Articles

Female Empowerment Within Sport: Four Icons to Enforce Post-Lockdown Change

by James P. Outreach & PR Executive

Like with many aspects of our society, the world of sport has historically assumed a ‘male default’. Women in sport have long stood by the side lines, waiting for their moment to come into play. Even the terms ‘women’s football’, ‘women’s athletics’, and ‘women’s — or sometimes ladies’ — tennis’, assume that there is something unusual, against the norm about a woman picking up a racket or running on to the pitch (we never hear it referred to as ‘men’s football’ after all).  


In recent years however, women have worked tirelessly to change this perception and uproot the tired prejudices they have likely faced throughout their entire sporting career. In 2019, the funding was finally starting to reflect the talent of women in the sporting world, while media coverage and public interest was beginning to peak.  


We saw undeniable evidence of this during the 2019 FIFA Women’s World Cup, in which crowds gathered across the country to cheer on England’s Lionesses against the unstoppable United States Women's National Soccer Team. Interest undeniably rocketed, largely due to long-awaited media coverage. Google search trends around the term ‘women’s football’ saw an unprecedented spike during June 2019, proving that, when given the airtime, the public are keen to engage with and support women in sports. 


The world of women’s sport is, like the rest of the industry, currently undergoing a crisis. With Covid-19 bringing sport to a shuddering standstill this year, the momentum that was growing around women in sport last year is in danger of falling flat. What’s more, while men’s sport is looking to get back on track as soon as possible, women’s sport is facing a lengthier lockdown. Recent announcements have even confirmed that Brazil has withdrawn its tournament hosting bid for the Women’s World Cup in 2023. Commenting on this, Dame Tanni Grey-Thompson saidwe can’t just rush to get men’s sport back and not think about women’s sportThere has to be a balance and diversity, otherwise some of the strides women have made could be lost. In addition, Kelly Smith, a major trailblazer in women’s football here in the UK, argued that the women’s game had been “pushed aside” by an early end to the season.  


Luckily, there are plenty of inspiring female sports stars who have taken it upon themselves to keep the momentum going. Unapologetically demanding our attention, these women have been raking in the trophies, speaking up about important issues, and inspiring fans everywhere over the past few years. Needless to say, the most influential women in sport aren’t going anywhere. Here are the one’s to watch in post-lockdown women’s sport:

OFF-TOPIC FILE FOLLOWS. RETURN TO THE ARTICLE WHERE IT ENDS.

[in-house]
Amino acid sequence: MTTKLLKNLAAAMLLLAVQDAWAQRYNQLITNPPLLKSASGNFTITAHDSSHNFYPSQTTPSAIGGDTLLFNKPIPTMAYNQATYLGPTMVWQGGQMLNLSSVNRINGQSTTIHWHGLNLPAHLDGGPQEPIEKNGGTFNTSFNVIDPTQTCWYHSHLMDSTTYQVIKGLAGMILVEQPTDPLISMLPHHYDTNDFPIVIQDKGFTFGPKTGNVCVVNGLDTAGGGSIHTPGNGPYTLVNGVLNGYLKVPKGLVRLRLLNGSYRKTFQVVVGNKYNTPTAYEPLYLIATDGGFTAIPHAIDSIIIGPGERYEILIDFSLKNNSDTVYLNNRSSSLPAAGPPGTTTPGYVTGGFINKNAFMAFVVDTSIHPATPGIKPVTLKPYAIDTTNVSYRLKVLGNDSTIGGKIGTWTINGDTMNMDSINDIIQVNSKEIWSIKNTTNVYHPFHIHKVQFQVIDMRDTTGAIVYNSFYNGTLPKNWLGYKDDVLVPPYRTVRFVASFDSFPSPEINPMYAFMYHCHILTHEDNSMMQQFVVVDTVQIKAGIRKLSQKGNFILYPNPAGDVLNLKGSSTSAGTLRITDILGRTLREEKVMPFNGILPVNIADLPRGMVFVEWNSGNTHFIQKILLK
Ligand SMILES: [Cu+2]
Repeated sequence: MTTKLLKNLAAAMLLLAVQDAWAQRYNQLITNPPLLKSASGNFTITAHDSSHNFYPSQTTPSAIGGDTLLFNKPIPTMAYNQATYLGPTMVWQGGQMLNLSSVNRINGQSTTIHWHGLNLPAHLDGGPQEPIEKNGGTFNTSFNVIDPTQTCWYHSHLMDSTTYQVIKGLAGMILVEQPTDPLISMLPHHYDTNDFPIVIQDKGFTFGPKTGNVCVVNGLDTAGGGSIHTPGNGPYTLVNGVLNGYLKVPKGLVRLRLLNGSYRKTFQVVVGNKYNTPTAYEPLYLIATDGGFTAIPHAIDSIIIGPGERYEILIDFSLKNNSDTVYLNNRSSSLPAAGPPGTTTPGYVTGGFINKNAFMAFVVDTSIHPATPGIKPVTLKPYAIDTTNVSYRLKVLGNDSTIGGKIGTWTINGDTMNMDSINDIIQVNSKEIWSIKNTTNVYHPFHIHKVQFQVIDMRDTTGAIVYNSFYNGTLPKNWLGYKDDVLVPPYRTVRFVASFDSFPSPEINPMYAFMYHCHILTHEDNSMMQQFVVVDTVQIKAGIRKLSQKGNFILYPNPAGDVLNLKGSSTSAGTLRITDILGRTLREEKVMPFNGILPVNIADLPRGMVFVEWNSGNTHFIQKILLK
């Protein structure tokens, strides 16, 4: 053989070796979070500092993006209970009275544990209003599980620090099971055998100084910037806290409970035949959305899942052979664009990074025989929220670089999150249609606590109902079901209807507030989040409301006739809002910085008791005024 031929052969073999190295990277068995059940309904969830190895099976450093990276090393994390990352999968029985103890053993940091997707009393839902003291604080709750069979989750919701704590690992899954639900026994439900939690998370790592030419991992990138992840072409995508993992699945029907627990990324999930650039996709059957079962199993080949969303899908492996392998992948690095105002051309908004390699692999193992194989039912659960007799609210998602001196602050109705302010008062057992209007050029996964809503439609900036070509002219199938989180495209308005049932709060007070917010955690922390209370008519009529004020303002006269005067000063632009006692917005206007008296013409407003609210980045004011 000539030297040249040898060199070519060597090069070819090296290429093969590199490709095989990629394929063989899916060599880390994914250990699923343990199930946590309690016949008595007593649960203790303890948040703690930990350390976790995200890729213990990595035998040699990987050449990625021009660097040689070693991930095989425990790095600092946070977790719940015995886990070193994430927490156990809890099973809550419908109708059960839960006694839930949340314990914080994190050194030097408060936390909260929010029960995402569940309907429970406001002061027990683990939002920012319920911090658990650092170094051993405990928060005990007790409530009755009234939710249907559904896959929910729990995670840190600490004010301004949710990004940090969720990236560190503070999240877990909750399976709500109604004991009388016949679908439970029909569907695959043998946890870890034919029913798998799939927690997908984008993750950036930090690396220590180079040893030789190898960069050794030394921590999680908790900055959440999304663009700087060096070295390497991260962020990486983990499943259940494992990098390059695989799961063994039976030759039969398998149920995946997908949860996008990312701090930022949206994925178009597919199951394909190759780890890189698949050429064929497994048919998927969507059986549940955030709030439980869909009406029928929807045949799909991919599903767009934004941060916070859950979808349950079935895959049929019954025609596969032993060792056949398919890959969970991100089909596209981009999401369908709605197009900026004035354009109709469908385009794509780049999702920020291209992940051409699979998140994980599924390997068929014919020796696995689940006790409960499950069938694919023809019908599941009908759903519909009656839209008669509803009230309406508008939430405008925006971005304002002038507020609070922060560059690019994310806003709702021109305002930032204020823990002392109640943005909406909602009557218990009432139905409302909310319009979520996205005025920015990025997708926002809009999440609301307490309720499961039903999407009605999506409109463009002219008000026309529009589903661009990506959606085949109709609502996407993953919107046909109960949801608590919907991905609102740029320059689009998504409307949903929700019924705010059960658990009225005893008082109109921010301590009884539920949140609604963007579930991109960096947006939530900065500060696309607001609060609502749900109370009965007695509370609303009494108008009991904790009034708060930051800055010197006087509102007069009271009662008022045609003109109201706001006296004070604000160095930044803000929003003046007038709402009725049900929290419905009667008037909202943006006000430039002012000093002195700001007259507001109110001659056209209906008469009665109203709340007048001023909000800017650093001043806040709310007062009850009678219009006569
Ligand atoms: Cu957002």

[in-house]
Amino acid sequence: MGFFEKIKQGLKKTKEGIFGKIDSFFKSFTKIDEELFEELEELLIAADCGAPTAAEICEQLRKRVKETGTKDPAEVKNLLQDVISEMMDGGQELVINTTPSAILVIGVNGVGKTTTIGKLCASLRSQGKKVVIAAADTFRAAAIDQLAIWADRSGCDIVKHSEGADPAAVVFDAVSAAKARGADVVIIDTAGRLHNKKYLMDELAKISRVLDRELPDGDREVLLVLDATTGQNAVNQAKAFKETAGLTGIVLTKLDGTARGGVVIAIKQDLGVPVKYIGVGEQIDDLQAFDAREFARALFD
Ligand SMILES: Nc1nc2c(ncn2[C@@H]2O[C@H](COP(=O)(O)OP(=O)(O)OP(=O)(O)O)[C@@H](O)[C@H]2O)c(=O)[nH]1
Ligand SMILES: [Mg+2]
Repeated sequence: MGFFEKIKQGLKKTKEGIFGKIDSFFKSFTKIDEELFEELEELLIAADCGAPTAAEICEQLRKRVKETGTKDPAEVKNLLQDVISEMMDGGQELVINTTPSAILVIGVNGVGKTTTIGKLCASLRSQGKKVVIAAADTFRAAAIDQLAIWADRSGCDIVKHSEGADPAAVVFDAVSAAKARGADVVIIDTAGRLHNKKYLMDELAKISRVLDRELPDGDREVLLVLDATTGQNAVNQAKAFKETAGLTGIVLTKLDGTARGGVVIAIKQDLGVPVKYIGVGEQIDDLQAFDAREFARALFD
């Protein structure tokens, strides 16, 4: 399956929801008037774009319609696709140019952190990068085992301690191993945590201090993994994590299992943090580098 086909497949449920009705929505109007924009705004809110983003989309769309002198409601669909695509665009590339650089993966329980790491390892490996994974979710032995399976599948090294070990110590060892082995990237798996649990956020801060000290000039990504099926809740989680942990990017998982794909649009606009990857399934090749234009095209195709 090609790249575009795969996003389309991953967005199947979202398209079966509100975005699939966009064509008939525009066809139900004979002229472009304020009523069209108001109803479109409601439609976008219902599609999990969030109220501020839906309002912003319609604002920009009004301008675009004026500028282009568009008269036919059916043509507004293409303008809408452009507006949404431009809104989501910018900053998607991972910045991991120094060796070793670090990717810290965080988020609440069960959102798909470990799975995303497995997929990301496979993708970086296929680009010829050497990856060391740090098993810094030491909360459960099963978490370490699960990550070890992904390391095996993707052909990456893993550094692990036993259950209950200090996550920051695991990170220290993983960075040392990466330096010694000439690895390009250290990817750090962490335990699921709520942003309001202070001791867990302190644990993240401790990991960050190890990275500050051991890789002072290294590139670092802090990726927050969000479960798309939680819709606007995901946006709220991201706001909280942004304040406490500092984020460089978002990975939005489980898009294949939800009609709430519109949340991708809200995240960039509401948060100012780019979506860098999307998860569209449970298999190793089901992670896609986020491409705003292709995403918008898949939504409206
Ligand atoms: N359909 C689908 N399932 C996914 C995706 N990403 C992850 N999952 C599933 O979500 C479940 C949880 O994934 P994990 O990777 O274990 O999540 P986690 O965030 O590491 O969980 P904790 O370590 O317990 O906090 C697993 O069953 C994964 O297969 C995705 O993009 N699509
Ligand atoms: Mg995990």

Naomi Osaka 

At only 22, Osaka, an international tennis grand slam champion, has been named by Forbes as the highest-paid female athlete ever. Anyone who beats Serena Williams in the final of the US Open is sure to get our attention, and Osaka achieved this incredible feat at the age of 20. Since then, Osaka has won two slam titles in her career and has been ranked number one by the Women’s Tennis Association. Furthermore, she remains the only player of Haitian or Asian descent to hold the top ranking in singles, and her list of breath-taking achievements goes on. 


Osaka moved from Japan to New York at the age of three but later gave up her US citizenship so that she could represent Japan in the Olympics — a choice which Japan requires its athletes to make before the age of 22. As well as taking the world by storm, Osaka has been involved with influential sportswear collaborations, while addressing matters of sexism and racism within the sports industry in Japan and internationally — two issues she has been subjected to during her young career. Like Rapinoe, Osaka cultivates a strong following in her online community (with 1.1 million Instagram followers), and uses her platform for social activism and the championing of women in sports.  


Megan Rapinoe 

Winner of six global awards (the 2015 FIFA Women's World Cup All-Star Team, the 2019 Ballon d'Or Féminin, the 2019 The Best FIFA Women's Player, the 2019 FIFA FIFPro Women's World XI, the 2019 FIFA Women's World Cup Golden Ball, and the 2019 FIFA Women's World Cup Golden Boot) Rapinoe’s international success is undeniable, and on par with the golden boys at the top of the dizzying heights of men’s football rankings.  


In addition to her global success, Rapinoe is hugely influential and has a devoted fan base (including her 2.2 million Instagram followers). She has used this platform for activism, regularly speaking out about the gender pay gap in the sports world, LGBTQ+ rights, and the Black Lives Matter movement. 


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About James P. Freshman   Outreach & PR Executive

1 connections, 0 recommendations, 27 honor points.
Joined APSense since, September 17th, 2019, From Newcastle, United Kingdom.

Created on Sep 8th 2020 02:25. Viewed 85 times.

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